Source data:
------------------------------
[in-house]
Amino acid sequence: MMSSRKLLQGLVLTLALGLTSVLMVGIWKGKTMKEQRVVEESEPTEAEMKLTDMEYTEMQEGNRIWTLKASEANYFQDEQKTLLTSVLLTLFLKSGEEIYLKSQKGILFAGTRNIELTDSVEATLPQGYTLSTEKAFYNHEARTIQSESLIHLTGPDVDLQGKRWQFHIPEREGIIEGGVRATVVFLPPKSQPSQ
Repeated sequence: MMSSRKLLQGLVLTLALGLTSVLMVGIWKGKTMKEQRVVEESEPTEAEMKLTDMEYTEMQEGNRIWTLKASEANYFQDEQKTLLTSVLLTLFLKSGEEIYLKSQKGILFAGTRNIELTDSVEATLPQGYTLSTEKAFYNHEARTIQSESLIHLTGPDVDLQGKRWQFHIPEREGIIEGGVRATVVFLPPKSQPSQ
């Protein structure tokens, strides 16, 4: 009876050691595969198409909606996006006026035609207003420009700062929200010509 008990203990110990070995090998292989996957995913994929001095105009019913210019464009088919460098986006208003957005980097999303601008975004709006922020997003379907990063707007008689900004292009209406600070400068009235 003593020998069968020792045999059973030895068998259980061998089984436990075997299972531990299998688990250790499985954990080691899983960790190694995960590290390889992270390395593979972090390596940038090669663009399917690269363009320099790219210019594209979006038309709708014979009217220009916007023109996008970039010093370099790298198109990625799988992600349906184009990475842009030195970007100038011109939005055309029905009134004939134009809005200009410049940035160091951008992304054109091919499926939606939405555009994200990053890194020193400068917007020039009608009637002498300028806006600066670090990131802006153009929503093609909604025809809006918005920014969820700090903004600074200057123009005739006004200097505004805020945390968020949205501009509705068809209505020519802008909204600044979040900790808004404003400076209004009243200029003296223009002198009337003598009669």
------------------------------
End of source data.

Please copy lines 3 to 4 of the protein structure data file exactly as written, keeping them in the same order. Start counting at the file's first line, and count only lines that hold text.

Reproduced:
Repeated sequence: MMSSRKLLQGLVLTLALGLTSVLMVGIWKGKTMKEQRVVEESEPTEAEMKLTDMEYTEMQEGNRIWTLKASEANYFQDEQKTLLTSVLLTLFLKSGEEIYLKSQKGILFAGTRNIELTDSVEATLPQGYTLSTEKAFYNHEARTIQSESLIHLTGPDVDLQGKRWQFHIPEREGIIEGGVRATVVFLPPKSQPSQ
């Protein structure tokens, strides 16, 4: 009876050691595969198409909606996006006026035609207003420009700062929200010509 008990203990110990070995090998292989996957995913994929001095105009019913210019464009088919460098986006208003957005980097999303601008975004709006922020997003379907990063707007008689900004292009209406600070400068009235 003593020998069968020792045999059973030895068998259980061998089984436990075997299972531990299998688990250790499985954990080691899983960790190694995960590290390889992270390395593979972090390596940038090669663009399917690269363009320099790219210019594209979006038309709708014979009217220009916007023109996008970039010093370099790298198109990625799988992600349906184009990475842009030195970007100038011109939005055309029905009134004939134009809005200009410049940035160091951008992304054109091919499926939606939405555009994200990053890194020193400068917007020039009608009637002498300028806006600066670090990131802006153009929503093609909604025809809006918005920014969820700090903004600074200057123009005739006004200097505004805020945390968020949205501009509705068809209505020519802008909204600044979040900790808004404003400076209004009243200029003296223009002198009337003598009669």